|The first excerpt represents the element of Air. It speaks of mental influences and the process of thought, and is drawn from Across The Plains by Robert Louis Stevenson:
from your right also, round by Chinatown and Pinos lighthouse, and
from down before you to the mouth of the Carmello river. The whole
woodland is begirt with thundering surges. The silence that
immediately surrounds you where you stand is not so much broken as
it is haunted by this distant, circling rumour. It sets your
senses upon edge; you strain your attention; you are clearly and
unusually conscious of small sounds near at hand; you walk
listening like an Indian hunter; and that voice of the Pacific is a
sort of disquieting company to you in your walk.
When once I was in these woods I found it difficult to turn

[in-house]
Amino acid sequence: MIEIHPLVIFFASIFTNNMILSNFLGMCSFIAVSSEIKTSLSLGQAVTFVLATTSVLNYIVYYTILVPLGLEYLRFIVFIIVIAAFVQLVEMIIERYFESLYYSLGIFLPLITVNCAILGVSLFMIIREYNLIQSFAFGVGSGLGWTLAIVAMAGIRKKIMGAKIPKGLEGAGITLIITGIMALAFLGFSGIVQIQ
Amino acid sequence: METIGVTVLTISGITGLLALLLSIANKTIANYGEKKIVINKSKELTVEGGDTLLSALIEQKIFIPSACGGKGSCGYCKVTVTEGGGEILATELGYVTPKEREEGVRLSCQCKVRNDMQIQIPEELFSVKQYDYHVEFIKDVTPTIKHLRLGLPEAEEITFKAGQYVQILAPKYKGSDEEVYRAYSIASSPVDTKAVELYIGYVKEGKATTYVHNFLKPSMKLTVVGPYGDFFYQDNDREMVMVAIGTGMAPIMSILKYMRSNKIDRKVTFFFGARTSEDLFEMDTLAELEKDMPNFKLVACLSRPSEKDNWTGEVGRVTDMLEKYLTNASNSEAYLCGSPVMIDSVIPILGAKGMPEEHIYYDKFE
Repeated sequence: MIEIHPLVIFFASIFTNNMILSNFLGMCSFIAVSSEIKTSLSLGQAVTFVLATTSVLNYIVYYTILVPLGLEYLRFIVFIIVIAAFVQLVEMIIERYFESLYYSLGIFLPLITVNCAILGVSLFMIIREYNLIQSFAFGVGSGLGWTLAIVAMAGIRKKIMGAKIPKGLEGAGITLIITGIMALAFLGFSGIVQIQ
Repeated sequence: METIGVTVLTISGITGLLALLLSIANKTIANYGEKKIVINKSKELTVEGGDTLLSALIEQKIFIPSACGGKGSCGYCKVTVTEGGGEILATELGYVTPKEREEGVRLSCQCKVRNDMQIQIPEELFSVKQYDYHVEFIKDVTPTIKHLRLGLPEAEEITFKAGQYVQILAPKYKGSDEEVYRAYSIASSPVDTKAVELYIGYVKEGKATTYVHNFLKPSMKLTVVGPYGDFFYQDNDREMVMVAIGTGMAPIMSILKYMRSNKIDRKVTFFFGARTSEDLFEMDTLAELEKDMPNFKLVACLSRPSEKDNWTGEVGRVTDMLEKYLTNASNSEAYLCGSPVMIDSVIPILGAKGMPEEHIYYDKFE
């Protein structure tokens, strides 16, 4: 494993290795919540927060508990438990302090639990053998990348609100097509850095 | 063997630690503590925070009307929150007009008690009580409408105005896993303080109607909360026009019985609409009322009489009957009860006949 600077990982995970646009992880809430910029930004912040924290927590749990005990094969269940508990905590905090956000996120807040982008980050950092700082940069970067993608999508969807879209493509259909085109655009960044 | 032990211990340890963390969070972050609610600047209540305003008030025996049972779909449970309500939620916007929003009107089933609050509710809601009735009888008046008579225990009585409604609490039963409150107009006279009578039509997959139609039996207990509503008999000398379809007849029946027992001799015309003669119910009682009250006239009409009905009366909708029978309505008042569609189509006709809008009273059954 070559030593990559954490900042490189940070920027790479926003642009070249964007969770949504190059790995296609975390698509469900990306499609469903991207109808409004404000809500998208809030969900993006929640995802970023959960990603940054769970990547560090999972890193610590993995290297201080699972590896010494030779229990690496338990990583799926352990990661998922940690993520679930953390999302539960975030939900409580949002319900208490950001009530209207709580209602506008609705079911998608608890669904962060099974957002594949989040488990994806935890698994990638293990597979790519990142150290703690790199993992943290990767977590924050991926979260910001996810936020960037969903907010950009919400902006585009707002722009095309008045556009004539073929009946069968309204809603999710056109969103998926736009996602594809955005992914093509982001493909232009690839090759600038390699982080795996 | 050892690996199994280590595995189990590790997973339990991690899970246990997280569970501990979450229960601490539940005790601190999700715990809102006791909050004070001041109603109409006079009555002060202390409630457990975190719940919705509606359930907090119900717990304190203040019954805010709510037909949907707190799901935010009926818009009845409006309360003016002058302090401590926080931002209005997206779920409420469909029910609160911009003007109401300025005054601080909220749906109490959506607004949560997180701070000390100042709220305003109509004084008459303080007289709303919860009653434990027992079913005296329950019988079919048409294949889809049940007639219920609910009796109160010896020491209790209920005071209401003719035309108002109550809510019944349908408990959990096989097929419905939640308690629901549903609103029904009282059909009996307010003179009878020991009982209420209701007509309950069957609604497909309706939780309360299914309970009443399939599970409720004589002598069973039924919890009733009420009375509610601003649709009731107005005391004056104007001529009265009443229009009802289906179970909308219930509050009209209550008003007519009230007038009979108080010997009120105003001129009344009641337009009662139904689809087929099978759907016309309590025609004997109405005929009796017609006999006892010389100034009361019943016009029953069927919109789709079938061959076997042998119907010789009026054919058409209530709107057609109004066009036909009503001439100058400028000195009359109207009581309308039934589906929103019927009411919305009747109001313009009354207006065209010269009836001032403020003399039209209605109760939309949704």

homeward. All woods lure a rambler onward; but in those of
|The second excerpt represents the element of Fire. It speaks of emotional influences and base passions, and is drawn from Mistress Wilding by Rafael Sabatini:
"If you can save so many poor people from encompassing their ruin by
following that rash young man the Duke of Monmouth, you will indeed be
doing a worthy deed."
Blake rose, and made her a leg. "Madam," said he, "had aught been
wanting to cement my resolve, your words would supply it to me. My plan
is simplicity itself. I propose to capture Monmouth and his principal
agents, and deliver them over to the King. And that is all."
"A mere nothing," croaked Richard.
"Could more be needed?" quoth Blake. "Once the rebel army is deprived
of its leaders it will melt and dissolve of itself. Once the Duke is